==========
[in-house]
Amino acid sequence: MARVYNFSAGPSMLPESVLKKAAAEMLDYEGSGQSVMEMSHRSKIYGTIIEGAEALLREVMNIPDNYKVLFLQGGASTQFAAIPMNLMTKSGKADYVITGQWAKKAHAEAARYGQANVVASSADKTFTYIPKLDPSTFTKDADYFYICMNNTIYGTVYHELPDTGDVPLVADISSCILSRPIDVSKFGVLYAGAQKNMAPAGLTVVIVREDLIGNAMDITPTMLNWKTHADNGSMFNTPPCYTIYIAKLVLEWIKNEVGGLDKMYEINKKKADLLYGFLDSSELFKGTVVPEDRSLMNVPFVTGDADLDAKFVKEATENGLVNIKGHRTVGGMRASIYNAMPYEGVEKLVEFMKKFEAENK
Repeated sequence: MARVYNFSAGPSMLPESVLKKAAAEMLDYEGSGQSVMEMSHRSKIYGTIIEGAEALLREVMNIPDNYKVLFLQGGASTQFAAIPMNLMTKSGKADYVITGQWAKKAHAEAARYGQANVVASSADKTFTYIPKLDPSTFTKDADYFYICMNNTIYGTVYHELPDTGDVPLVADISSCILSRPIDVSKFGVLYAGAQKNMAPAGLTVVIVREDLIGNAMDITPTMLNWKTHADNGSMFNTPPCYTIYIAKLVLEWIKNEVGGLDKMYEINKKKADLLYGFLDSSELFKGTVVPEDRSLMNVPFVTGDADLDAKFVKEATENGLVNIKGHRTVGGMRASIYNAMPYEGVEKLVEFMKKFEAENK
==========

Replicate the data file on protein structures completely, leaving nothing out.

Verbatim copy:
[in-house]
Amino acid sequence: MARVYNFSAGPSMLPESVLKKAAAEMLDYEGSGQSVMEMSHRSKIYGTIIEGAEALLREVMNIPDNYKVLFLQGGASTQFAAIPMNLMTKSGKADYVITGQWAKKAHAEAARYGQANVVASSADKTFTYIPKLDPSTFTKDADYFYICMNNTIYGTVYHELPDTGDVPLVADISSCILSRPIDVSKFGVLYAGAQKNMAPAGLTVVIVREDLIGNAMDITPTMLNWKTHADNGSMFNTPPCYTIYIAKLVLEWIKNEVGGLDKMYEINKKKADLLYGFLDSSELFKGTVVPEDRSLMNVPFVTGDADLDAKFVKEATENGLVNIKGHRTVGGMRASIYNAMPYEGVEKLVEFMKKFEAENK
Repeated sequence: MARVYNFSAGPSMLPESVLKKAAAEMLDYEGSGQSVMEMSHRSKIYGTIIEGAEALLREVMNIPDNYKVLFLQGGASTQFAAIPMNLMTKSGKADYVITGQWAKKAHAEAARYGQANVVASSADKTFTYIPKLDPSTFTKDADYFYICMNNTIYGTVYHELPDTGDVPLVADISSCILSRPIDVSKFGVLYAGAQKNMAPAGLTVVIVREDLIGNAMDITPTMLNWKTHADNGSMFNTPPCYTIYIAKLVLEWIKNEVGGLDKMYEINKKKADLLYGFLDSSELFKGTVVPEDRSLMNVPFVTGDADLDAKFVKEATENGLVNIKGHRTVGGMRASIYNAMPYEGVEKLVEFMKKFEAENK